As we build our new medieval themed escape room at The Escape Effect, I have been making a wide variety of props and set pieces. This week I have been working on some wanted posters which are part of a puzzle in this game.
First off, I did some research on medieval crime and punishment to figure out what my characters might have been accused of in the Middle Ages and some background on the trades of that time. I found some great resources online (can’t say I remember my history from school) and did some brainstorming, which led to some gruesome discoveries!
I also needed to come up with 30 names, which sounded right for that time, along with 30 crimes. Even though I could have easily used a Celtic style typeface, I decided I wanted to draw out all the words I was going to use in the posters. I felt this would give them a more organic, less uniform appearance and look ‘hand drawn’ as they would have been back then.
I applied the same principle when it came to drawing the portraits for these characters. I drew every one before scanning in all the drawn elements and placing them into Illustrator. I vectorized these drawings so they could be resized and arranged into the final wanted poster layouts. I decided to create the posters themselves in Illustrator so they could be reproduced at any time if there is any damage caused to them during game play.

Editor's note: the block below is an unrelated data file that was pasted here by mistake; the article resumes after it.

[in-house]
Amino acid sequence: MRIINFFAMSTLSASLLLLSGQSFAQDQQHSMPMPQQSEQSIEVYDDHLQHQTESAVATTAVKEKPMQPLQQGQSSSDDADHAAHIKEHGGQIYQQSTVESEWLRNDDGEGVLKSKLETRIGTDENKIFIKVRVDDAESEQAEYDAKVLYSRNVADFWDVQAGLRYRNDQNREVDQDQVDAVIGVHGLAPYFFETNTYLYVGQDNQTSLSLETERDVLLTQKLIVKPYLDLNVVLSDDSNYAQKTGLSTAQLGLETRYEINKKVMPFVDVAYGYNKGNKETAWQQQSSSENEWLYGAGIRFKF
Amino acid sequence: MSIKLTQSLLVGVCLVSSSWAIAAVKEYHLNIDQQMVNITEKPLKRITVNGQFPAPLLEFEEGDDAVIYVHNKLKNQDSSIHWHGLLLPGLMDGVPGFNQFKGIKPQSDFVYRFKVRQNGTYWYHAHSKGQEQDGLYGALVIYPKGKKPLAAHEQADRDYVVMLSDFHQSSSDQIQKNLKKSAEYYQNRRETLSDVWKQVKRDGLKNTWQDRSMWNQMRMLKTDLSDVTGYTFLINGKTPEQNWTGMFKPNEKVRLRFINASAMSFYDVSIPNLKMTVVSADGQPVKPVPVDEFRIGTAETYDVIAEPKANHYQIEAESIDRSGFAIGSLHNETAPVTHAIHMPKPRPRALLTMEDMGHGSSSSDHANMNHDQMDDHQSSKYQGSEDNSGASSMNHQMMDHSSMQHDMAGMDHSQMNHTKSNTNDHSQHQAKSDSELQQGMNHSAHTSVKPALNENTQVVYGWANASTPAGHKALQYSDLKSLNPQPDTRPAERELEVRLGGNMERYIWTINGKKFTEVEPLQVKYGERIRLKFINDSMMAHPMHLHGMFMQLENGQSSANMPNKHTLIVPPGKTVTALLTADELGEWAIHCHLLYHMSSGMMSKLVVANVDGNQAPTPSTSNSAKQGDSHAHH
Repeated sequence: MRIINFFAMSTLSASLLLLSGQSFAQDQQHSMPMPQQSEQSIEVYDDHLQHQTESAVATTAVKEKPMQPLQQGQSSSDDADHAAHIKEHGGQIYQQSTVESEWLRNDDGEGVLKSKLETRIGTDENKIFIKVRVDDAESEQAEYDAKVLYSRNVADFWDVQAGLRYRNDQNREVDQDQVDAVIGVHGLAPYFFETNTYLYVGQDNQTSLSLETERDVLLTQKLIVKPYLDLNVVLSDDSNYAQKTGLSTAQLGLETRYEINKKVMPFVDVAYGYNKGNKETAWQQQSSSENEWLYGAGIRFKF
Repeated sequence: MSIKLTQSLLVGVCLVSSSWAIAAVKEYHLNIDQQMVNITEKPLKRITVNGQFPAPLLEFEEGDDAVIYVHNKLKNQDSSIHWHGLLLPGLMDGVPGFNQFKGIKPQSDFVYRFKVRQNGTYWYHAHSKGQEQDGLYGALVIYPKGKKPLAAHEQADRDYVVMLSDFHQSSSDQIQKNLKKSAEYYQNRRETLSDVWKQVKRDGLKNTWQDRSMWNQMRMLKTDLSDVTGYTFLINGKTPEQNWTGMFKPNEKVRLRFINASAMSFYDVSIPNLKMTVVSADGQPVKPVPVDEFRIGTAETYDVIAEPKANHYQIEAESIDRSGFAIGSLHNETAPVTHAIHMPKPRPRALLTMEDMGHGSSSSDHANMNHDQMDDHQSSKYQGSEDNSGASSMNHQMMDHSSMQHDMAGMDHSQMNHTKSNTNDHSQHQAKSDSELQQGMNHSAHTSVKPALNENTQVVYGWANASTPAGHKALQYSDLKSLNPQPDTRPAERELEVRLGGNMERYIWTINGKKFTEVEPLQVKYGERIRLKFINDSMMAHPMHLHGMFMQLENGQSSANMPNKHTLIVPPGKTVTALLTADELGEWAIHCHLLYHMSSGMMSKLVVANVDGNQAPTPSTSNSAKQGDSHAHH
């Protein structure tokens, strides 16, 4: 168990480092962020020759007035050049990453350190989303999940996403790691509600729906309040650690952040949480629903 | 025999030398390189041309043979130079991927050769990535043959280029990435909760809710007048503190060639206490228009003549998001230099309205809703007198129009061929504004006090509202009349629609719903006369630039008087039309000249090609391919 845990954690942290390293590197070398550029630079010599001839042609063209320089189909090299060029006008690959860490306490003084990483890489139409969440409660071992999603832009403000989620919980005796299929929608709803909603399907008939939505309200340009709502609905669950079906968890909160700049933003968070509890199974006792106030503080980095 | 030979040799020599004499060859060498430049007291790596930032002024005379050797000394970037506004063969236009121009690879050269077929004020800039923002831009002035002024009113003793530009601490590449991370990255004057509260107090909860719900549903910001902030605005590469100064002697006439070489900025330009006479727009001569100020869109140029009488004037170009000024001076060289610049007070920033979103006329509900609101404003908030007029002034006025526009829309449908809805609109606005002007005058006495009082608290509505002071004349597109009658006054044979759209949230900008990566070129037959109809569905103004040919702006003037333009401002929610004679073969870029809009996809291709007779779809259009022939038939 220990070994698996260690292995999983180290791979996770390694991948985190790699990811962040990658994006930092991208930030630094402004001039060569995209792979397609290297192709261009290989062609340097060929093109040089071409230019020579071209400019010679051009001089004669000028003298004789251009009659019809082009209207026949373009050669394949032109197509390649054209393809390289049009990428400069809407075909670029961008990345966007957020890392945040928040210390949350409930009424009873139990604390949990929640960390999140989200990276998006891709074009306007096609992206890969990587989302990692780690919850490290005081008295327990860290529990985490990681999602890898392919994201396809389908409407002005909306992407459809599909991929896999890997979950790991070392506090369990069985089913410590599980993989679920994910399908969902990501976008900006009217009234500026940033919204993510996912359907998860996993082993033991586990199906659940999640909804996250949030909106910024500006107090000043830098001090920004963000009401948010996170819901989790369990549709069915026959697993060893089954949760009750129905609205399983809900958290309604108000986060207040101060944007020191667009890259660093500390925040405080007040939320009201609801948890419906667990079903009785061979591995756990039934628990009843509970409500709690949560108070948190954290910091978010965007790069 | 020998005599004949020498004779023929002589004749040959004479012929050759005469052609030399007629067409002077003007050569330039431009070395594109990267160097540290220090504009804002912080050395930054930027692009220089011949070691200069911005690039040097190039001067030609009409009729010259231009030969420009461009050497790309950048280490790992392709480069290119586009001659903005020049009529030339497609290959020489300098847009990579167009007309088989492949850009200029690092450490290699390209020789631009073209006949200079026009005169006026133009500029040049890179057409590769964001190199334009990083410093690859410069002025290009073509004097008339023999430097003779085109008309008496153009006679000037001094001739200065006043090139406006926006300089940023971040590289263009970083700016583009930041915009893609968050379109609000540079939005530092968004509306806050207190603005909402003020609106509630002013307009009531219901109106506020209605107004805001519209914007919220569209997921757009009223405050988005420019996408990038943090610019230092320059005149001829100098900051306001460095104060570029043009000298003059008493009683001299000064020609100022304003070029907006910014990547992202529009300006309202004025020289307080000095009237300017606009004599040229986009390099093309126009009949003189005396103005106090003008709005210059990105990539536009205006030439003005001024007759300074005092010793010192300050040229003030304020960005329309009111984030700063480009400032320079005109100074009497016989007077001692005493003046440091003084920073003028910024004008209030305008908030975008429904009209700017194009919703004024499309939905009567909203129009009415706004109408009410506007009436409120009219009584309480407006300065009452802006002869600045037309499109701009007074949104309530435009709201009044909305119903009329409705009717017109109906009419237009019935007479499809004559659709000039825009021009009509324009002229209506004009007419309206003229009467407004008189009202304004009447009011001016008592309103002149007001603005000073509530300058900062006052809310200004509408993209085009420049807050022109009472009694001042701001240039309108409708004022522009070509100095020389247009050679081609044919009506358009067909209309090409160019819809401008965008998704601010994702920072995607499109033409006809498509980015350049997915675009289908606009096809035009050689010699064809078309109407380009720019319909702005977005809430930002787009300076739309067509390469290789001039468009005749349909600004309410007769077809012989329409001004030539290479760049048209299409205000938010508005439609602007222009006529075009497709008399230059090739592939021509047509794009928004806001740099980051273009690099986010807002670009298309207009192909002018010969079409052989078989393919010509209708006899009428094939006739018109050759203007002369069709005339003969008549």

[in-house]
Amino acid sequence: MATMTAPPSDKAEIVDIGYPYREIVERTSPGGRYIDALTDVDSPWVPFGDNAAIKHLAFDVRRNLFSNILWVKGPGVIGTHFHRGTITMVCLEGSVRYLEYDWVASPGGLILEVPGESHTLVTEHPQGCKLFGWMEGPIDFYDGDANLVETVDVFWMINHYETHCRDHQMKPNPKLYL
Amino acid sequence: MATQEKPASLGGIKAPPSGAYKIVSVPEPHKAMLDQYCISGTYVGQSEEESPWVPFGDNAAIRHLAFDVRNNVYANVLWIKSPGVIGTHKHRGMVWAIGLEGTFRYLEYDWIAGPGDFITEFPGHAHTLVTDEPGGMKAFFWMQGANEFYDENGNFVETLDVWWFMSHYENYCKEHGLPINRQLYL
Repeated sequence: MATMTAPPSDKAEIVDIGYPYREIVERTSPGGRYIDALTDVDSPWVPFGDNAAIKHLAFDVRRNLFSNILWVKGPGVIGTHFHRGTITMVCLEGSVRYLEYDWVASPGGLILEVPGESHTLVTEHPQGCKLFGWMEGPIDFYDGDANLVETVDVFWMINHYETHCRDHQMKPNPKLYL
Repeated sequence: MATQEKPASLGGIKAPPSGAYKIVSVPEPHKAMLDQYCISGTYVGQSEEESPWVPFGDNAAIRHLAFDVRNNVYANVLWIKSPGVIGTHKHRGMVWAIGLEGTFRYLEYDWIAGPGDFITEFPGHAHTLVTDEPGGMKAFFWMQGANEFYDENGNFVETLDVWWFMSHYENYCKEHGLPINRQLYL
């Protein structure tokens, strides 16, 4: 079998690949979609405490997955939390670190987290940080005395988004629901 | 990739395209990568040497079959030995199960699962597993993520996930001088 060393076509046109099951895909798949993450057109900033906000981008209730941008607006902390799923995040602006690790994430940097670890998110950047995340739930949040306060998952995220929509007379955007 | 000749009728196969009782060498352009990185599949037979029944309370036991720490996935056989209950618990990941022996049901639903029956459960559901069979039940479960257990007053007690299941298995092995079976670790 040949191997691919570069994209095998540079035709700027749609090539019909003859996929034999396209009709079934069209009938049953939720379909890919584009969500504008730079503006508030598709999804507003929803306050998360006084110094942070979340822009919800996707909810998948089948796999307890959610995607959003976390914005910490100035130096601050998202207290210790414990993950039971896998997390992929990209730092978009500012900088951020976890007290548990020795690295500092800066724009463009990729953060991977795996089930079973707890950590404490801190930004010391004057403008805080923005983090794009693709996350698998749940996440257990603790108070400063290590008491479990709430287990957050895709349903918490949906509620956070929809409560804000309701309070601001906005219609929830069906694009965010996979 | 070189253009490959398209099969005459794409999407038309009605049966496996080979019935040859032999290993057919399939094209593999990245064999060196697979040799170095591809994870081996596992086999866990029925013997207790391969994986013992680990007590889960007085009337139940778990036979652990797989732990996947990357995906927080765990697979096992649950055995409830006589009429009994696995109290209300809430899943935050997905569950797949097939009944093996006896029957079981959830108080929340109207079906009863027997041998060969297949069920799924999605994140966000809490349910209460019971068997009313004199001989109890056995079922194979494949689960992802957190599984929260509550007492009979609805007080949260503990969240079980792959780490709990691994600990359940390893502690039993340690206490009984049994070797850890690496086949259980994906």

When printing the posters, I used a few different colors of card stock to add some variety. Part of the story I imagined was that these individuals would have been wanted for their crimes over many years. Therefore, wanted posters would be put up and left there as new wanted posters were layered on top. As a result, the posters would become aged, discolored, and weathered.
I resized the posters randomly so each of them would be a slightly different size. I ripped the edges and used aging techniques on the paper. I wet the paper to allow a mixture of black paint and water to naturally disperse over the surface and crumpled the paper so the paint would get caught in the creases. After adding more specks and darkening the edges of the page, they started to look the part. It was important not to go too dark or distress too much as the text and imagery still needs to be visible, so I think I struck a good balance while still giving them plenty of character!